Thursday, 30 June 2011

Where is she?

Where is she?

The station is swarming – suited and booted, uniformed, paint splattered overalls, too short shorts, floating dresses, rushing rushing rushing, rushing everywhere.

Too many people, where are they all going? Another train pulls in delivering more of them. Some have a firm shake of hands and walk off -  a business meeting, others rush to one another and embrace – old friends meeting up, another looks completely lost, furiously studying their map – a tourist.

Surely she must get here soon?

A short sharp pain in my back as somebody sits to join me on the metal seats, throwing themselves backwards into their chair. The waft of greasy meat hits my nostrils, making my stomach flip over with nausea.

I look up to watch the young, oily haired boy take huge, but hurried bites into the fast food grabbed in his hands. The brown bag it was stored in dotted with splashes of fat.

My backside starts to get a dull, throbbing ache in it, perhaps I should stand up. It took so long to finally get lowered down into this seat though, what with my shaky hands and stick. My knees aren’t what they used to be, sometimes I wonder if they’ll just give up and I’ll wake up one day and they just won’t want to support me anymore.

I’m shocked out of my daydream by a shrill beeping, as some sort of cleaning contraption with one of those coloured fellows sitting on it whooshes past. In my day a good old-fashioned broom or a brush and pan sufficed.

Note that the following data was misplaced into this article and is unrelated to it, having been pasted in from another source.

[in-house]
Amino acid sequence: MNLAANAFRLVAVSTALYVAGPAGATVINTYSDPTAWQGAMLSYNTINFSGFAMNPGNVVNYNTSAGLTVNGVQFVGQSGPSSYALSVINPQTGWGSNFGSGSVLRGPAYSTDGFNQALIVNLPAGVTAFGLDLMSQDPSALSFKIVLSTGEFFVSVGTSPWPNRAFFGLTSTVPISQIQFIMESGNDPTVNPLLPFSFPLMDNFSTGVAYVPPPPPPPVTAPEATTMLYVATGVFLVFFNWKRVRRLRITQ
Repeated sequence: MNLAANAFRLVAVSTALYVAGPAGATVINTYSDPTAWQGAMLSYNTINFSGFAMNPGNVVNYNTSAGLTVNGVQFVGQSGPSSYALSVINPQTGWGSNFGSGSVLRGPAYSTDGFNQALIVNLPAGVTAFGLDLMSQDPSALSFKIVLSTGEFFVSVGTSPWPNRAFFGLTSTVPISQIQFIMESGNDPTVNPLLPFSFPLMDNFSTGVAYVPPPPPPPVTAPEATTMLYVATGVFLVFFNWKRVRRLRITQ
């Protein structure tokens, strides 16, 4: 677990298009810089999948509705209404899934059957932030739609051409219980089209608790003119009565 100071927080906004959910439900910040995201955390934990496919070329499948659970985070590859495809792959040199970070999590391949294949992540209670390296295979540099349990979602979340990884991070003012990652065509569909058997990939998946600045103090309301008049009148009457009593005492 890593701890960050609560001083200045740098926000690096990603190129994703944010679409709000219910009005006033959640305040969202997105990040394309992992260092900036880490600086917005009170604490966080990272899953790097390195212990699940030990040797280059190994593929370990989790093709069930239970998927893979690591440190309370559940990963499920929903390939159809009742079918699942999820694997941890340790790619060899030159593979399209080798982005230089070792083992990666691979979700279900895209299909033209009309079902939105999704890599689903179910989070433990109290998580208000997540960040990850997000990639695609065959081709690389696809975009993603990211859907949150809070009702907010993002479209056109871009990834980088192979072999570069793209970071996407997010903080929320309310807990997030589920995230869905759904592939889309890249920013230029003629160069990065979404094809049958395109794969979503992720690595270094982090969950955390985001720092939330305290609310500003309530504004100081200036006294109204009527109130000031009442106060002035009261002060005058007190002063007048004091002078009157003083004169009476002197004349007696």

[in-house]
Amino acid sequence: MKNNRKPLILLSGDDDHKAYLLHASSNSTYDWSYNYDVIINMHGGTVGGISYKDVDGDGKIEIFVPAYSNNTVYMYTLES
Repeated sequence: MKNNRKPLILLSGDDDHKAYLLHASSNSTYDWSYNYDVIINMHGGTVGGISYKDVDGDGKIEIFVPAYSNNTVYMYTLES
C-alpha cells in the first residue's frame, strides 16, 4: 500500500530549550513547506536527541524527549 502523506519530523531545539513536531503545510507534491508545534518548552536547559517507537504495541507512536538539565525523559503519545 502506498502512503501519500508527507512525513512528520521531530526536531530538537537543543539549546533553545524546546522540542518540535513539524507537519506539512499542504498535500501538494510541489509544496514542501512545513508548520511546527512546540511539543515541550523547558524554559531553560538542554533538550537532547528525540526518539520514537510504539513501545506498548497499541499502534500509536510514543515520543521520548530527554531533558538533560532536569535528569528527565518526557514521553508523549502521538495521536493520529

The middle aged woman next to me pushes her thick, black-rimmed spectacles further up the bridge of her nose and huffs, hastily moving her small suitcase to one side, out of the way. She starts tapping the screen of a small, thin computer-like device in her hands, deep in concentration.

“Ah, these damn things! The battery on them is atrocious, bring back my Blackberry any day!” she loudly announces to me. I smile politely, not quite sure what she’s talking about. Then the plastic block starts to emit a sound, much like mother’s old phone in the Forest Gate house. it’s a phone of some sort then? Must be one of these fancy mobiles, what do they call them, eye books or something?

I can feel myself getting hotter and hotter and wipe my brow with my handkerchief. The sun is strong today, fancy having a roof like this, it’s like storing us all in a greenhouse!

“We are sorry to announce the 16:37 to Shenfield is delayed by eight minutes, we apologise for any inconvenience caused,” a well spoken voice declares over some sort of loudspeaker. 

Delays? Hm maybe she’s stuck underground somewhere then? Surely she would have been better off getting her sister to drop her off, I don’t like to think of her spoiling her nice dress and shoes on the trains.

Maybe I’ll go find out what all the trouble is. If I can just get the angle right and lean on my good arm I should be alright. Here goes.

Bang! Smack back down on the chair. The woman next to me tuts, the youngster next to me says nothing. Oh he’s gone, I notice the empty seat, when did he get up and leave, he had a whole meal and drink to eat a minute ago. Well I think it was a minute ago. How long have I been here now?

“Are you alright sir?” I can just about make out the words of this blonde haired, frail, tight and brightly clothed girl. Such a strong accent, I can’t quite place where she’s from. I look up through my squinting eyes, the bright light bursting through the glass roof makes it hard to adjust.